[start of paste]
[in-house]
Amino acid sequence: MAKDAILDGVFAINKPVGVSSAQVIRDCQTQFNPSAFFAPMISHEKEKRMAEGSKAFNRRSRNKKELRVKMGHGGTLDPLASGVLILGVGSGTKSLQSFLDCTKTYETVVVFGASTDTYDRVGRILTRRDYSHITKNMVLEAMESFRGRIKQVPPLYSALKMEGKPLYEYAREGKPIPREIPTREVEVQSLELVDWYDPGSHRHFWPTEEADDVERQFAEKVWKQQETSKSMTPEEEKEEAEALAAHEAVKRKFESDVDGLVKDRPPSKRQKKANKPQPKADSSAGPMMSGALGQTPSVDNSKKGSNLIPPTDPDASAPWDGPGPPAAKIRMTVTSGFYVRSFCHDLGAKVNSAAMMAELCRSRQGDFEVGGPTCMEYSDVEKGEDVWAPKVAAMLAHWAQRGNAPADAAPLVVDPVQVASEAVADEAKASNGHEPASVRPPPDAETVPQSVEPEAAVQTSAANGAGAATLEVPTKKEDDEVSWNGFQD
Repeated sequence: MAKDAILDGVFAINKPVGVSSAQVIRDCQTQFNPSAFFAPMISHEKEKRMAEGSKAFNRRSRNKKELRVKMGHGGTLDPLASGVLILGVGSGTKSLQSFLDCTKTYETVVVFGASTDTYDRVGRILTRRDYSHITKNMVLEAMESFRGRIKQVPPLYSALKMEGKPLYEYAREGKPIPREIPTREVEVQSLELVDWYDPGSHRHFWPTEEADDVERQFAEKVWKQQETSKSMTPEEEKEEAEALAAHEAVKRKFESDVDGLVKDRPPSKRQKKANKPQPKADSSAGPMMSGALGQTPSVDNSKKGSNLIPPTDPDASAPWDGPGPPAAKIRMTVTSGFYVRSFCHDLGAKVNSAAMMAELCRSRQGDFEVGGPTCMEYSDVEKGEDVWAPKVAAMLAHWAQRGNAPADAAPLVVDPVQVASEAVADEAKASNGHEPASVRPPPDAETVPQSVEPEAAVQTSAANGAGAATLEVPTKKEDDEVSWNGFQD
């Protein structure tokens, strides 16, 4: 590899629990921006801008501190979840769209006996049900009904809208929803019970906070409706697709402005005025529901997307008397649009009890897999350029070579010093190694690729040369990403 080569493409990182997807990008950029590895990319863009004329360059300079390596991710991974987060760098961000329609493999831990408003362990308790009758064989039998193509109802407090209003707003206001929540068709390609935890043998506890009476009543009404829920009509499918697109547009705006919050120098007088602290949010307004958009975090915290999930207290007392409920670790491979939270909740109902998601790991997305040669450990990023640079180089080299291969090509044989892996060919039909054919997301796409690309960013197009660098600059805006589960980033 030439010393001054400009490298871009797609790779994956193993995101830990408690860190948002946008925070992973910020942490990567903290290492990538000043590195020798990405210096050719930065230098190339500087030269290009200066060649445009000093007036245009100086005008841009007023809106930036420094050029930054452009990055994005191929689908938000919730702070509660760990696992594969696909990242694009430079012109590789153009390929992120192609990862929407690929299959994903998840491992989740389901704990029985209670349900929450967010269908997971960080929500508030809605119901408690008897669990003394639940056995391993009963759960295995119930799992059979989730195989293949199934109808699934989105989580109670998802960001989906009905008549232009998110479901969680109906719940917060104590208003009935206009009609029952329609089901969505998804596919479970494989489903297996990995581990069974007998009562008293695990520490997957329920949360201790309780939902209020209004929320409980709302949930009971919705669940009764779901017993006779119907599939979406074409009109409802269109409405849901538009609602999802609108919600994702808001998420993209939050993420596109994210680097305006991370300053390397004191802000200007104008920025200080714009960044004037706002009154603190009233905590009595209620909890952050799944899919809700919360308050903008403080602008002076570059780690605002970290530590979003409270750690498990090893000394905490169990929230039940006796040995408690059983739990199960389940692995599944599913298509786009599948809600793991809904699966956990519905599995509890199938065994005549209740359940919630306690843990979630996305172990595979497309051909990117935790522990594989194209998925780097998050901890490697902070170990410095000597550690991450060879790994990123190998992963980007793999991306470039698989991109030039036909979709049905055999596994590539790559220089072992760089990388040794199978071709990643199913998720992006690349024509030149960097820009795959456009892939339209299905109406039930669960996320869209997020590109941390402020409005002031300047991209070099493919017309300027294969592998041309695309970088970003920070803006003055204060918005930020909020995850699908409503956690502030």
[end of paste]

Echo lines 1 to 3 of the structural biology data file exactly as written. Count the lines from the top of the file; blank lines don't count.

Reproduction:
[in-house]
Amino acid sequence: MAKDAILDGVFAINKPVGVSSAQVIRDCQTQFNPSAFFAPMISHEKEKRMAEGSKAFNRRSRNKKELRVKMGHGGTLDPLASGVLILGVGSGTKSLQSFLDCTKTYETVVVFGASTDTYDRVGRILTRRDYSHITKNMVLEAMESFRGRIKQVPPLYSALKMEGKPLYEYAREGKPIPREIPTREVEVQSLELVDWYDPGSHRHFWPTEEADDVERQFAEKVWKQQETSKSMTPEEEKEEAEALAAHEAVKRKFESDVDGLVKDRPPSKRQKKANKPQPKADSSAGPMMSGALGQTPSVDNSKKGSNLIPPTDPDASAPWDGPGPPAAKIRMTVTSGFYVRSFCHDLGAKVNSAAMMAELCRSRQGDFEVGGPTCMEYSDVEKGEDVWAPKVAAMLAHWAQRGNAPADAAPLVVDPVQVASEAVADEAKASNGHEPASVRPPPDAETVPQSVEPEAAVQTSAANGAGAATLEVPTKKEDDEVSWNGFQD
Repeated sequence: MAKDAILDGVFAINKPVGVSSAQVIRDCQTQFNPSAFFAPMISHEKEKRMAEGSKAFNRRSRNKKELRVKMGHGGTLDPLASGVLILGVGSGTKSLQSFLDCTKTYETVVVFGASTDTYDRVGRILTRRDYSHITKNMVLEAMESFRGRIKQVPPLYSALKMEGKPLYEYAREGKPIPREIPTREVEVQSLELVDWYDPGSHRHFWPTEEADDVERQFAEKVWKQQETSKSMTPEEEKEEAEALAAHEAVKRKFESDVDGLVKDRPPSKRQKKANKPQPKADSSAGPMMSGALGQTPSVDNSKKGSNLIPPTDPDASAPWDGPGPPAAKIRMTVTSGFYVRSFCHDLGAKVNSAAMMAELCRSRQGDFEVGGPTCMEYSDVEKGEDVWAPKVAAMLAHWAQRGNAPADAAPLVVDPVQVASEAVADEAKASNGHEPASVRPPPDAETVPQSVEPEAAVQTSAANGAGAATLEVPTKKEDDEVSWNGFQD